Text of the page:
Bus factor

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In software development, a project's bus factor is the number of developers it would need to lose in order for the project to lose its institutional memory and halt its progress. It is also known as truck factor,[1] or bus/truck number or lorry factor and is a measurement of the concentration of information in individual team members. A high bus factor means that many individuals know enough to carry on and the project could still succeed even in very adverse events.[2]

"Getting hit by a bus" could take many different forms where the project would retain information (such as source code or other systems) with which no remaining team member is familiar, including anything that suddenly and substantially prevented the individual from working on the project. This could be a person taking a new job, having a baby, changing their lifestyle or life status: the effect would be the same.

"Truck number" was already a recurring concept in the Organizational Patterns book published in 2004,[3] itself an evolution of the work published in the first book of the Pattern Languages of Program Design series in 1995,[4] which was the publication record of the first Pattern Languages of Programs conference in August 1994, where it was referenced in patterns including Solo Virtuoso.[5] The term had become commonplace in business management by 1998[citation needed] and was used[how?] in mental health in the same year.[6] It was seen in software engineering papers in Association for Computing Machinery and Information Systems Frontiers by 1999,[citation needed] in engineering by 2003,[7] and the Debian project in 2005.[8]

An early instance of this sort of query was when Michael McLay publicly asked, in 1994, what would happen to the Python language if Guido van Rossum were hit by a bus.[9]

A July 2015 study calculated the bus factor of 133 popular GitHub applications. The results have shown that most of them have a small bus factor (46% have bus factor=1 and 28% have bus factor=2) and the value is greater than or equal to 10 for just seven systems. [10]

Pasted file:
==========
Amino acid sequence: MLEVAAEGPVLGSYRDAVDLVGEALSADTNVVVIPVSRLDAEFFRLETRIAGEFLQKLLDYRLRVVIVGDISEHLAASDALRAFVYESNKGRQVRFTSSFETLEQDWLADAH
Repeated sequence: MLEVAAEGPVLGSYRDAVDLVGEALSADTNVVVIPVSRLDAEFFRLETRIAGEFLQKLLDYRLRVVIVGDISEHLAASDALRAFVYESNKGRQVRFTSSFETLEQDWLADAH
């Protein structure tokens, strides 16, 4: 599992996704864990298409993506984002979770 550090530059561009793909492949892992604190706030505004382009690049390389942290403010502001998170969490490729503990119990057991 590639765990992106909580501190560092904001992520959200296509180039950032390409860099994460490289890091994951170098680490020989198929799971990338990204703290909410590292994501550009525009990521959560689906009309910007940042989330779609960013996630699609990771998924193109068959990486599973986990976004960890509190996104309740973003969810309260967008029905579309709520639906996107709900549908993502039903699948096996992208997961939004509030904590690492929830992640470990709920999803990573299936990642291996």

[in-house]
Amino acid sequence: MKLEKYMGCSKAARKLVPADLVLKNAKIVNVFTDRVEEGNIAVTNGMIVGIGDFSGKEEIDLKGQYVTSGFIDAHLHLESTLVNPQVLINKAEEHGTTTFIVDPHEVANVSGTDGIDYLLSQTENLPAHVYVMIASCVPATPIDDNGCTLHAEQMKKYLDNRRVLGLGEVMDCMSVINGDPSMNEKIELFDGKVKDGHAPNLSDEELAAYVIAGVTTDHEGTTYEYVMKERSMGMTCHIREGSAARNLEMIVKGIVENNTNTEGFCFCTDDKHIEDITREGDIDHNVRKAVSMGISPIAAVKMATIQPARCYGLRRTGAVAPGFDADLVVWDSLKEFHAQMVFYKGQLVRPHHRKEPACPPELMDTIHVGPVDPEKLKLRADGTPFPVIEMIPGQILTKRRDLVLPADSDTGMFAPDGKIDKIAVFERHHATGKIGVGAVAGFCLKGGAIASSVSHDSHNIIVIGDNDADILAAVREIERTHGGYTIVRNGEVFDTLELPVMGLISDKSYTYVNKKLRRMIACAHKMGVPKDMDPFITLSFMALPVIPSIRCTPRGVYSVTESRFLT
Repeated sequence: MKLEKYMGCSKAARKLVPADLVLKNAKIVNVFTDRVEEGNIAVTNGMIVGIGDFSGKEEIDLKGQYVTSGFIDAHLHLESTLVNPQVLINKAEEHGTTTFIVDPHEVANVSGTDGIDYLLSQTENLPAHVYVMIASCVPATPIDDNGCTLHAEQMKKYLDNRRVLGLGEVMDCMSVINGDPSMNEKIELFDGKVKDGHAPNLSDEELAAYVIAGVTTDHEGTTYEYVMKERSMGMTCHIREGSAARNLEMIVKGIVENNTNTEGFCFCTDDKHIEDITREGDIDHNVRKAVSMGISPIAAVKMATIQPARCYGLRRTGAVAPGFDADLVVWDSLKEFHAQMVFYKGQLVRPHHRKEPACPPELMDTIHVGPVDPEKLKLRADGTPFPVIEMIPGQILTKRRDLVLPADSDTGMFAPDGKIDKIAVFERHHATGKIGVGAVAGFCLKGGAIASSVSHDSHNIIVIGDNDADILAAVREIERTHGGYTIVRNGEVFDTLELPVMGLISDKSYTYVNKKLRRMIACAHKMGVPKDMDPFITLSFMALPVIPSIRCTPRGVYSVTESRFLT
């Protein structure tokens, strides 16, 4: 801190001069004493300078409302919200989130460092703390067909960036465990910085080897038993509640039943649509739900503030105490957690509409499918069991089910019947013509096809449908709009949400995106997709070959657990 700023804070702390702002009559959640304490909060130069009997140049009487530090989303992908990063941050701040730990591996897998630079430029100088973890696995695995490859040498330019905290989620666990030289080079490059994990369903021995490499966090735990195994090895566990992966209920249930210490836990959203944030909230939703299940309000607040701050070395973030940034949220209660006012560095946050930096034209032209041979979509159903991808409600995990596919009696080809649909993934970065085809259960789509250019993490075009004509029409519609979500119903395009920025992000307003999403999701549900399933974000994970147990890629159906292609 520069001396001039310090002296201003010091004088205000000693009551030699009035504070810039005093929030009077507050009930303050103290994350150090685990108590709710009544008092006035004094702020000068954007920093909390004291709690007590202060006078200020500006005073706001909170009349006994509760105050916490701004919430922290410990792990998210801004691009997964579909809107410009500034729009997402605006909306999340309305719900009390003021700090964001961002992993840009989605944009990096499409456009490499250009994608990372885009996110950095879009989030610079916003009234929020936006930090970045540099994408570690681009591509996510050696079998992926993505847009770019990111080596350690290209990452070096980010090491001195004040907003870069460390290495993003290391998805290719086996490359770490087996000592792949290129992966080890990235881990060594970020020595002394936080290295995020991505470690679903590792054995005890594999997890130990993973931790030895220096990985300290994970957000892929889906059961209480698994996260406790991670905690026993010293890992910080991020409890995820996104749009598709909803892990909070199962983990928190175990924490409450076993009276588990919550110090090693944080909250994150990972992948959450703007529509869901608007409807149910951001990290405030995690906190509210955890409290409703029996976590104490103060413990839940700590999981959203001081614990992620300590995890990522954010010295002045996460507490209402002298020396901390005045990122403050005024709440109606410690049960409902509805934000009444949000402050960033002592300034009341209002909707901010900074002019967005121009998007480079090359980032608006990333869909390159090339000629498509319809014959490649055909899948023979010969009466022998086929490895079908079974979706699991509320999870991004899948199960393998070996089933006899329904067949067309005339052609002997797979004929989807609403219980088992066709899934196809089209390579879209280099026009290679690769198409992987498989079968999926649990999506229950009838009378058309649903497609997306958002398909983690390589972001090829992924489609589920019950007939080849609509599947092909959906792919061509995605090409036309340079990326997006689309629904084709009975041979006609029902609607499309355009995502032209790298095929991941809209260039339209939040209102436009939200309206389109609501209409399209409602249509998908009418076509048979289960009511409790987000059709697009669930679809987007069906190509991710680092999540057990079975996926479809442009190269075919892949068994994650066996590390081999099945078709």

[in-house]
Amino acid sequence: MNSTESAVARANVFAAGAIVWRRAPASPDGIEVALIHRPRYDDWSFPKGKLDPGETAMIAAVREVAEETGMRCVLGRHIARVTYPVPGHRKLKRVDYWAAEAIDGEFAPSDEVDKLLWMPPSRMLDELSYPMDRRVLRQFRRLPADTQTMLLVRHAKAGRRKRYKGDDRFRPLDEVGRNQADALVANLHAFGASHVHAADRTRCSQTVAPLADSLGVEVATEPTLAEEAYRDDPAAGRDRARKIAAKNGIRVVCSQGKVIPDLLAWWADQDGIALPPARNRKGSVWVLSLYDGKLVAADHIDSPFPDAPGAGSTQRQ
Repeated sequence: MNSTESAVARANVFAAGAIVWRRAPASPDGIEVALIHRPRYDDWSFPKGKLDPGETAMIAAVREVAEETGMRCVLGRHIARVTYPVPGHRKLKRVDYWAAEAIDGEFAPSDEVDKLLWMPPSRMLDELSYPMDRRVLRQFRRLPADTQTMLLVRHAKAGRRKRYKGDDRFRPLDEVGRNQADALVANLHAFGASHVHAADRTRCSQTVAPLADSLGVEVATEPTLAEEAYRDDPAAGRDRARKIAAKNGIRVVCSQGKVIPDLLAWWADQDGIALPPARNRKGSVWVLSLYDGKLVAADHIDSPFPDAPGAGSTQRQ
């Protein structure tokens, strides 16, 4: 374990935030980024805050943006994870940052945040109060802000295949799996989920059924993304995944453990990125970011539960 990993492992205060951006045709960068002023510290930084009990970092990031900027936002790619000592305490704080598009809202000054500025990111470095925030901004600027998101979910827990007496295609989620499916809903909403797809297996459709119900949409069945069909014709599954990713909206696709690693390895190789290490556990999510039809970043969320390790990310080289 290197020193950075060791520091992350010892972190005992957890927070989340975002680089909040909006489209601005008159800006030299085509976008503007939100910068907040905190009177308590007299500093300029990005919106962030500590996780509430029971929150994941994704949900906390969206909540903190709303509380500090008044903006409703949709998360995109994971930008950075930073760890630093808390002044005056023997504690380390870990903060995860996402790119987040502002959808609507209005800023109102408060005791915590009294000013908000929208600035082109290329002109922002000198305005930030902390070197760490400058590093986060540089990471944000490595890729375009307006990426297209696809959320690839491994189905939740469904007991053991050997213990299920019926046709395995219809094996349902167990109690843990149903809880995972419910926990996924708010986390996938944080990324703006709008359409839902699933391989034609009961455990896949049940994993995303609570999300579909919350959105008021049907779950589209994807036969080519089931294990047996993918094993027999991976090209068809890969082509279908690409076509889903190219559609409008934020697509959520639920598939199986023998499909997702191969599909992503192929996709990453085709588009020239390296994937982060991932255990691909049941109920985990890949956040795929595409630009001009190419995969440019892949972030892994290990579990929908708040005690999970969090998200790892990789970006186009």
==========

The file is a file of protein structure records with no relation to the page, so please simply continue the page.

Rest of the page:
1. ^ Bowler, Michael (May 15, 2005). "Truck Factor". Agile Advice. 
  2. ^ James Coplien, Pair Programming Illuminated. Quote: "How many or few would have to be hit by a truck (or quit) before the project is incapacitated?"
  3. ^ Coplien, James; Harrison, Neil (July 26, 2004). Organizational patterns of agile software development. Wiley. 
  4. ^ Coplien, James; Schmidt, Douglas (May 12, 1995). "Chapter 13, A Generative Development-Process Pattern Language". Pattern Languages of Program Design. Addison Wesley. 
  5. ^ Coplien, James (August 4, 1994), "A Generative Development-Process Pattern Language", Internal proceedings of PLoP 1994, Allerton Park, Illinois: unpublished. 
  6. ^ Simon, Robert (May 17, 1998). The Mental Health Practitioner and the Law: A Comprehensive Handbook. Harvard University Press. p. 69. ISBN 0-674-69721-9. 
  7. ^ Redmond, Matthew C.; Newton, Paul (2003). "Integrating GIS in the Engineering, Planning and Design Processes" (PDF). 
  8. ^ Reinholdtsen, Petter (November 11, 2005). "Re: Resignation and uploads" (Mailing list). 
  9. ^ McLay, Michael (June 29, 1994). "If Guido was hit by a bus?" (Mailing list). 
  10. ^ Avelino, Guilherme; Valente, Marco Tulio; Hora, Andre (July 14, 2015). "What is the Truck Factor of popular GitHub applications? A first assessment.". PeerJ Preprints. 

Further reading[edit]

  • Michele Marchesi, Giancarlo Succi, Don Wells, James Donovan Wells, Laurie Williams (2003). Extreme Programming Perspectives. Boston u. a.: Addison-Wesley. ISBN 0-201-77005-9. 
  • Laurie Williams, Robert Kessler (2002). Pair Programming Illuminated. Boston u. a.: Addison-Wesley. ISBN 0-201-74576-3. 
  • Kent Beck (2000). Extreme Programming. Das Manifest (in German). s. l.: Addison-Wesley. ISBN 3-8273-2139-5. 

External links[edit]

  • Poisonous People, a talk that includes (among other topics) discussion of bus factor and how to increase it